Differentiated Instruction

I have had the chance now to attend two Accountability and Accreditation Committee meetings since being elected to the school board.  I have seen firsthand the efforts of teachers and principals to implement differentiated learning strategies.

These efforts begin with tracking data and creating tools to monitor the progress and needs of individual students.  Some of the tools I’ve seen are powerful.  For instance, a reading chart that lists students by name, where they are in relationship to grade level standards and the progress they’ve made the first four months of school.  Quickly, students aren’t data points but people who need to learn and grow.

The efforts I’ve seen being made in our schools are good.  It’s clear that many teachers and principals are busting their butts to better serve our children.  We need to do more.

Here’s the rub.  Most performance incentives – driven by state accountability reports and federal AYP requirements – are to elevate aggregate test scores.  There is a temptation to focus on a handful of children who are the cusp of crossing from partially proficient to proficient (or on the cusp of falling) as a strategy to elevate aggregate scores.  I’ve seen evidence of this happening in our schools, too.

These aggregate scores are statistically bogus numbers.  They compare this year’s third graders to last year’s third graders.  By the fluke of who walks in the classroom door a teacher may appear to have her or his worst year when they’ve actually had their best year as an instructor – and vice versa.

We will not make the progress we need to shift toward emphasizing differentiated instruction unless and until we align data and accountability incentives with individual student growth.

The good news is that efforts are being made at the state level to collect and organize data to track the year to year growth of individual students.  This will help schools that are doing a good job helping students advance – even if there aggregate scores are lower than other schools.  This will push schools dominated by naturally high performing students; they won’t be able to hide behind a High  accountability rating if individual student growth is inadequate.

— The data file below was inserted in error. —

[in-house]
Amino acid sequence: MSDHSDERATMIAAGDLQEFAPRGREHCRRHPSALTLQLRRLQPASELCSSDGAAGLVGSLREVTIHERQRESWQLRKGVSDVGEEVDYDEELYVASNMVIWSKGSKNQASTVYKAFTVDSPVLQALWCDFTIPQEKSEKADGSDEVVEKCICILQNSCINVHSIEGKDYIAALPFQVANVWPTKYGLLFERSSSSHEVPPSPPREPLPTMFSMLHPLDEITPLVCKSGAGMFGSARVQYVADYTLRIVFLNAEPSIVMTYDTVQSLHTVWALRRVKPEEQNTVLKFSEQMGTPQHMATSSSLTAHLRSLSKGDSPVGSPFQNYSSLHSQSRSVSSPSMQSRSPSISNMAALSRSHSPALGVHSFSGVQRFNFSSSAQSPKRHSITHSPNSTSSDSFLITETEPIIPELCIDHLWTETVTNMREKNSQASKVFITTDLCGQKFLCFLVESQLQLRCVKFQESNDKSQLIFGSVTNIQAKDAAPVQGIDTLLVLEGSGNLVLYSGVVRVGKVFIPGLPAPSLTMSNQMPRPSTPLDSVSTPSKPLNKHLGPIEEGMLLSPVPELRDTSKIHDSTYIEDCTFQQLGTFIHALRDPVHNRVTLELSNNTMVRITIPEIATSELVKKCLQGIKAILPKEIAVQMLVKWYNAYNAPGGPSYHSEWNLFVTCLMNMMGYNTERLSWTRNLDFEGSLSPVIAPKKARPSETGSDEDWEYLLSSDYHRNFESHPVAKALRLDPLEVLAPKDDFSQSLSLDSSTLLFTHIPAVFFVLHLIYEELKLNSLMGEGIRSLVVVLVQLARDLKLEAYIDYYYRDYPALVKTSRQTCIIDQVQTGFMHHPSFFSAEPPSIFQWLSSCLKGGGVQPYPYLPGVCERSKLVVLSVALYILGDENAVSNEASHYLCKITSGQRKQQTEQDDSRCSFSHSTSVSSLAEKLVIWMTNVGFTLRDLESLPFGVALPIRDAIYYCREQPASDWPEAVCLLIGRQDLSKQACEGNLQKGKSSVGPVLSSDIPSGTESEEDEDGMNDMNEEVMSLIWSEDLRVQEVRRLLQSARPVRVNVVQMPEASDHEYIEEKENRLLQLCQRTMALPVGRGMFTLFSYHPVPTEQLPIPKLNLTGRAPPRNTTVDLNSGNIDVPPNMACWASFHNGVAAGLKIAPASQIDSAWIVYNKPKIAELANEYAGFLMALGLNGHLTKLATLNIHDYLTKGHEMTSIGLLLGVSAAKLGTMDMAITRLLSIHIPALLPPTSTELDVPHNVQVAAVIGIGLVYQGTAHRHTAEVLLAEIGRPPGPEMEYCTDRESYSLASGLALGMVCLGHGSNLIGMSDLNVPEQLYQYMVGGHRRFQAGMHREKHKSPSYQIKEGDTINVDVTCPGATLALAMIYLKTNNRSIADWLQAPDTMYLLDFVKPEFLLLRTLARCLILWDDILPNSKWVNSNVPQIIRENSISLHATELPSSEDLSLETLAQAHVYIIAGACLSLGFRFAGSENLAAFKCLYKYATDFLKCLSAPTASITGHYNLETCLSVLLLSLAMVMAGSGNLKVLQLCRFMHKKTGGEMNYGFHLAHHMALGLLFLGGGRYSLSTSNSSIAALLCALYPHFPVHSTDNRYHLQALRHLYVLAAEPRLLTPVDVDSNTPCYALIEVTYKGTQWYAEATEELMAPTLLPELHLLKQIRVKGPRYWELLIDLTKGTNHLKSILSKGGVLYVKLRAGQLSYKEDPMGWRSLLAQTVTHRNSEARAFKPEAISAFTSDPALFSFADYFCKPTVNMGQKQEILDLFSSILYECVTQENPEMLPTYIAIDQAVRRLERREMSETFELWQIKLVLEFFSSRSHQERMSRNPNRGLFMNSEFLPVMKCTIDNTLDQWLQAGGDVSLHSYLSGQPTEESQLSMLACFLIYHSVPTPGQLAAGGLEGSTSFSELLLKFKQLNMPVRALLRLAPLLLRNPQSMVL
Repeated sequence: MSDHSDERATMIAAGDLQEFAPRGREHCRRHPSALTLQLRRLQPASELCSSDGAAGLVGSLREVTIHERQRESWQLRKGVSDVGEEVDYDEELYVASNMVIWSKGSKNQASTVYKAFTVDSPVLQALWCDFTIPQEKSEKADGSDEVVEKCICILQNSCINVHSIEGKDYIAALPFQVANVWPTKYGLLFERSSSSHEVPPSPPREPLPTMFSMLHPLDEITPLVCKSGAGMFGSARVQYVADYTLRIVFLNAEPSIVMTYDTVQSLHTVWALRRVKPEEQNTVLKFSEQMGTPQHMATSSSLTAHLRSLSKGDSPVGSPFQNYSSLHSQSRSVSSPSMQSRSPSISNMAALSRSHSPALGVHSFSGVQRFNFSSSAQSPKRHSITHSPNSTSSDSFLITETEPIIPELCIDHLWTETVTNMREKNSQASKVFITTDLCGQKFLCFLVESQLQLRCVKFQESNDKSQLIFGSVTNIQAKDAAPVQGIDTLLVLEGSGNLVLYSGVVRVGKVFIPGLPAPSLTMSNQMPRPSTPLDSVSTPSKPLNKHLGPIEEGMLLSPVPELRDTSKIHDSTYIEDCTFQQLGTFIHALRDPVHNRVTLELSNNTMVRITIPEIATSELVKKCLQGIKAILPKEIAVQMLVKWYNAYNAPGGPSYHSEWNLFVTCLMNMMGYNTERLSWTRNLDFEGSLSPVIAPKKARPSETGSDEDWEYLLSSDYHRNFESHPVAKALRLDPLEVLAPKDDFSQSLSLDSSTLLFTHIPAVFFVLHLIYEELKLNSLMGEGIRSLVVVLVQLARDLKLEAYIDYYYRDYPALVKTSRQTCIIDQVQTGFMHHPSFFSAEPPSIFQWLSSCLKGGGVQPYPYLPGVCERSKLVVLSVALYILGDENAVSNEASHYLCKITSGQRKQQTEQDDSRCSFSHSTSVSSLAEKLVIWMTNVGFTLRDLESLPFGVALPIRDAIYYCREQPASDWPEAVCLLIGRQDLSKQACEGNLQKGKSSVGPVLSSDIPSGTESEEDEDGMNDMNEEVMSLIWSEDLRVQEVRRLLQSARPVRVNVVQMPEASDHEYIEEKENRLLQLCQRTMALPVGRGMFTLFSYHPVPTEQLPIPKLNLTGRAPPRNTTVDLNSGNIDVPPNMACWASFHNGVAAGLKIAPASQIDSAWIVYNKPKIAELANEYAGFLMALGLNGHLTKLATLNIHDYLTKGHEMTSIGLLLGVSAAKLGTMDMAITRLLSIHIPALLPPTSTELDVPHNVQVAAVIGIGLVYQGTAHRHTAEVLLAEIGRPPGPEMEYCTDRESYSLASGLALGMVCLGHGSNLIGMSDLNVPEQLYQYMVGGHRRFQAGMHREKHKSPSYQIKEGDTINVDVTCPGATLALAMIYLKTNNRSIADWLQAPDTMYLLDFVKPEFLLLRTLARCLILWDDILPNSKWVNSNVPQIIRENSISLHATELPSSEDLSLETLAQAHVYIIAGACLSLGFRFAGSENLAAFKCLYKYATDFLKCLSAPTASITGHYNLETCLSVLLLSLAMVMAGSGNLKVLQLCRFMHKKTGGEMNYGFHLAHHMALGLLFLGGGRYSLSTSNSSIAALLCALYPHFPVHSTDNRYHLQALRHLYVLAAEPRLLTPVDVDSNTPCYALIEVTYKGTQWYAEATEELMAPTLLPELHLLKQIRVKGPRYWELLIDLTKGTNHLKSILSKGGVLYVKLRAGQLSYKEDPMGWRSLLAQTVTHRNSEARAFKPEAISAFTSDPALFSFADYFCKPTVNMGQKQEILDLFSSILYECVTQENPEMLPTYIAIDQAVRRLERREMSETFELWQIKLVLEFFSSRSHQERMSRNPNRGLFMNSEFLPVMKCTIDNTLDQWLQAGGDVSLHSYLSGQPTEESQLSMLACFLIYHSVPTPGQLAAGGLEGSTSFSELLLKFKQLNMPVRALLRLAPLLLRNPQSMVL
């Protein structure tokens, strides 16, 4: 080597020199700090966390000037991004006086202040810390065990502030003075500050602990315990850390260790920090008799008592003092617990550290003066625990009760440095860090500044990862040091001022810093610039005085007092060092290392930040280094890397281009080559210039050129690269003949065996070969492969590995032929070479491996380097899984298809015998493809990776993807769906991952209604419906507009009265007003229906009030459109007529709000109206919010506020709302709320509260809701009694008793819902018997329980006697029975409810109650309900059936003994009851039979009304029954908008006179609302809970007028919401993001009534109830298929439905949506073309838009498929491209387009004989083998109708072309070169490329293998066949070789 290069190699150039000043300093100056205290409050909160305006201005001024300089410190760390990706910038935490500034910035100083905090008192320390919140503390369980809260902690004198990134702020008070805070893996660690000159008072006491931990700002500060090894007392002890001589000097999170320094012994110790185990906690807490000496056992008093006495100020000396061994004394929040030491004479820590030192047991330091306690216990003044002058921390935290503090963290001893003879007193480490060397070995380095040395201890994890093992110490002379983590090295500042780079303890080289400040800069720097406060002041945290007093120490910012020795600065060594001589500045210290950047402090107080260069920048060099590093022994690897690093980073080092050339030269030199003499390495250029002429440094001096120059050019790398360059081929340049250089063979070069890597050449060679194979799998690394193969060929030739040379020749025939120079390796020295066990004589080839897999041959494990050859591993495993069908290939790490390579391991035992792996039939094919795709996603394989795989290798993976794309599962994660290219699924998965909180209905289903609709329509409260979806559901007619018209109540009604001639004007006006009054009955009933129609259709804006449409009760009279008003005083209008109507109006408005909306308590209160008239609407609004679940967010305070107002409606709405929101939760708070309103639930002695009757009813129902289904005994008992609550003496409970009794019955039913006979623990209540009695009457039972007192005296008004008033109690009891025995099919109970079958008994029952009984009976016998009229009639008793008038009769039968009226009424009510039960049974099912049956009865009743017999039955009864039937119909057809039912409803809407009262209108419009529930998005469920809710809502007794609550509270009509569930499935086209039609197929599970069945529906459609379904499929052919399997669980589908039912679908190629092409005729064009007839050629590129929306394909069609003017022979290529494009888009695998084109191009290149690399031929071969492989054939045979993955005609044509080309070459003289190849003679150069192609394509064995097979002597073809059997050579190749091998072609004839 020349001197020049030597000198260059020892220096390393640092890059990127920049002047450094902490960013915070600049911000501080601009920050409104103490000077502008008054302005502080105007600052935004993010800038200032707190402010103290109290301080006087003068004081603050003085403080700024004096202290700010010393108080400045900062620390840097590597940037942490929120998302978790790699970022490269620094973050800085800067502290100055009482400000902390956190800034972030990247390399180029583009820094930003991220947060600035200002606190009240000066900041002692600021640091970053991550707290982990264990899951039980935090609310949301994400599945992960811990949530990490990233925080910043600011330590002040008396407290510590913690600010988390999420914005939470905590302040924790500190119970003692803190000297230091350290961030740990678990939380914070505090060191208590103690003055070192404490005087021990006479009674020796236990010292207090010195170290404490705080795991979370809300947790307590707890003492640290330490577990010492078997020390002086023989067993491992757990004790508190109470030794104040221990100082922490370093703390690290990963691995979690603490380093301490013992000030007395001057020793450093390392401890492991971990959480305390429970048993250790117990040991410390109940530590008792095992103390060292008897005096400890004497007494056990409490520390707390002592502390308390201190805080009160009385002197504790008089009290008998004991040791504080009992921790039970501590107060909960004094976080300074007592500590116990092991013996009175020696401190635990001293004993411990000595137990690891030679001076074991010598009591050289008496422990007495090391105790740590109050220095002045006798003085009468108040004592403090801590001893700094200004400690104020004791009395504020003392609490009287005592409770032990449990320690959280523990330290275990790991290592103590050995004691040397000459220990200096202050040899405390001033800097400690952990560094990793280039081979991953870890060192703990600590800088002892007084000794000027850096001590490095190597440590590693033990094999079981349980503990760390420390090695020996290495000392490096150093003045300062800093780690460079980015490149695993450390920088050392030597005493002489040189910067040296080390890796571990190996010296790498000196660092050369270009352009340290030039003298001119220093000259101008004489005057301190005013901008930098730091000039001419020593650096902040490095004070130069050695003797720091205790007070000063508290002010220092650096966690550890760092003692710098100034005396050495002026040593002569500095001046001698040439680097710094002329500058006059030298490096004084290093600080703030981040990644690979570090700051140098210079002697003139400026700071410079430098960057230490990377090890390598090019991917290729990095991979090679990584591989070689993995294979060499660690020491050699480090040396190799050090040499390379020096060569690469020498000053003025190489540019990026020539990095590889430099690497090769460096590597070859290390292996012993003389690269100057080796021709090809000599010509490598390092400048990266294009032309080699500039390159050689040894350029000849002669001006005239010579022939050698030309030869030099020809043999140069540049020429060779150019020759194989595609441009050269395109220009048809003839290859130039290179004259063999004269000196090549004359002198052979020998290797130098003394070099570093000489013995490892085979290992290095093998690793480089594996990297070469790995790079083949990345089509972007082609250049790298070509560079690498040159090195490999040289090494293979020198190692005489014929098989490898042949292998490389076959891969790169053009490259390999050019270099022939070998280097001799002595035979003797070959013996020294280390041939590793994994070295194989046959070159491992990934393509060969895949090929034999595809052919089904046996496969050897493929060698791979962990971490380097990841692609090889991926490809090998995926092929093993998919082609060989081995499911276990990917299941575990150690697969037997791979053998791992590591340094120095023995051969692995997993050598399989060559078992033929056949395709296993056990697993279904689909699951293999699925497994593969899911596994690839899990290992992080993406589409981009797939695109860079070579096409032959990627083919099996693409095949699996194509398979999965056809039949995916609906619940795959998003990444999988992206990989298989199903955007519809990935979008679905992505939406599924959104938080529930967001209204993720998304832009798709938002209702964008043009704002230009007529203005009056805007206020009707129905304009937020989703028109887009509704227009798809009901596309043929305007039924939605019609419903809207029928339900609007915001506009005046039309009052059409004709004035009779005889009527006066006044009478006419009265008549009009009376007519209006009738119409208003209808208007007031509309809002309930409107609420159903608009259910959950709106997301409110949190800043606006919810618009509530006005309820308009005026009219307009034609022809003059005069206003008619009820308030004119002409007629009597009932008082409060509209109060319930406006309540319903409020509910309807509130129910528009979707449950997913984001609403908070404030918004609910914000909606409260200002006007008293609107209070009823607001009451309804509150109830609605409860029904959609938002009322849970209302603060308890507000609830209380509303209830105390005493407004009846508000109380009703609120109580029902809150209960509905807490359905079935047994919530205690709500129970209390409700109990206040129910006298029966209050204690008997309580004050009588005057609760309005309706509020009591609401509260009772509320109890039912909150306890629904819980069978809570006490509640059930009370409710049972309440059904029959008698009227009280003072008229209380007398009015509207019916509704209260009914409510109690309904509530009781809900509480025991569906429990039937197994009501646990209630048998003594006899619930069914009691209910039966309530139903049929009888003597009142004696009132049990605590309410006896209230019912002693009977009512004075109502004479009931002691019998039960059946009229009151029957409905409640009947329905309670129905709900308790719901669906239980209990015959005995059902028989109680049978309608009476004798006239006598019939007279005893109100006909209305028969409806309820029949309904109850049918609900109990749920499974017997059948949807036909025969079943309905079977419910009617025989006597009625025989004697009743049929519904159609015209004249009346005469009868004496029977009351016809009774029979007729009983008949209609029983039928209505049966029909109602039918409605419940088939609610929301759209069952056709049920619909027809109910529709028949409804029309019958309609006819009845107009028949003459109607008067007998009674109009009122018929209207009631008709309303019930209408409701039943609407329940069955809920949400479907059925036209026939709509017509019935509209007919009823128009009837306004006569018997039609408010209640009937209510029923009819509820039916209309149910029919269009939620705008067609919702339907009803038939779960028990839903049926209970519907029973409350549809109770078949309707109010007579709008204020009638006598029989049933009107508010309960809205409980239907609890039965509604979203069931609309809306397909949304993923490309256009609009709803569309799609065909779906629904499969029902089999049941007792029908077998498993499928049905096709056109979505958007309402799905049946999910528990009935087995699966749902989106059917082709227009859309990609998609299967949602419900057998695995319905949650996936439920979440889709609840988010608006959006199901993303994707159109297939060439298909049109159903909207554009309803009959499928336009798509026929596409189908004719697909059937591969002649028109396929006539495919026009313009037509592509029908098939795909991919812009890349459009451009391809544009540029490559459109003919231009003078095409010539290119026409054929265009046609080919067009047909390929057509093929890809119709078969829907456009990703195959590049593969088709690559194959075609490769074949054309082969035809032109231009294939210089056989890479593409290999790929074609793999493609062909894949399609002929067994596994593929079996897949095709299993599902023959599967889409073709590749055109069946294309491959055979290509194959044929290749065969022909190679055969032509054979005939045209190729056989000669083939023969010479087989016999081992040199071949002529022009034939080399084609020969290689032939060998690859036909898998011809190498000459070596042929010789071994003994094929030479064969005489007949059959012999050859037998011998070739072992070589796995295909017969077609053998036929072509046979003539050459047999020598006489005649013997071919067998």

Individual growth data will be important for parents, too.  If most children in a school are advancing by a year a more, except your child, then you know that you need to focus on your child.  If most children in a school are not advancing by a year or more, including your child, then you know you need to look for a new school.

The efforts beginning at the state level are good ones but we don’t need to wait on the state.  We can make changes in our own district, too.  Each year the board sets goals for the superintendent.   Historically, these goals include elevating the aggregate performance of district students.  I would like to see the superintendent’s goals include more emphasis on individual growth of individual students.  Parents, after all, can’t worry too much about aggregate students – they only exist in data.

I would love to hear from educators about their views on this topic and what types of incentives and support would be helpful to accelerate efforts to emphasize differentiated instruction.


One Response to “Differentiated Instruction”

  1. Brad Jolly Says:

    What you say about individual growth here is important. So why does the district not do it? Other than students that transfer in from other districts, we should be able to track growth of nearly every student.
    The district has all of the necessary data; anybody with intermediate knowledge of Microsoft Excel should be able to knock out the analysis in short order.
    For those who do transfer from another district, the data from the previous year might have to be entered manually. That would take what, two minutes per student?

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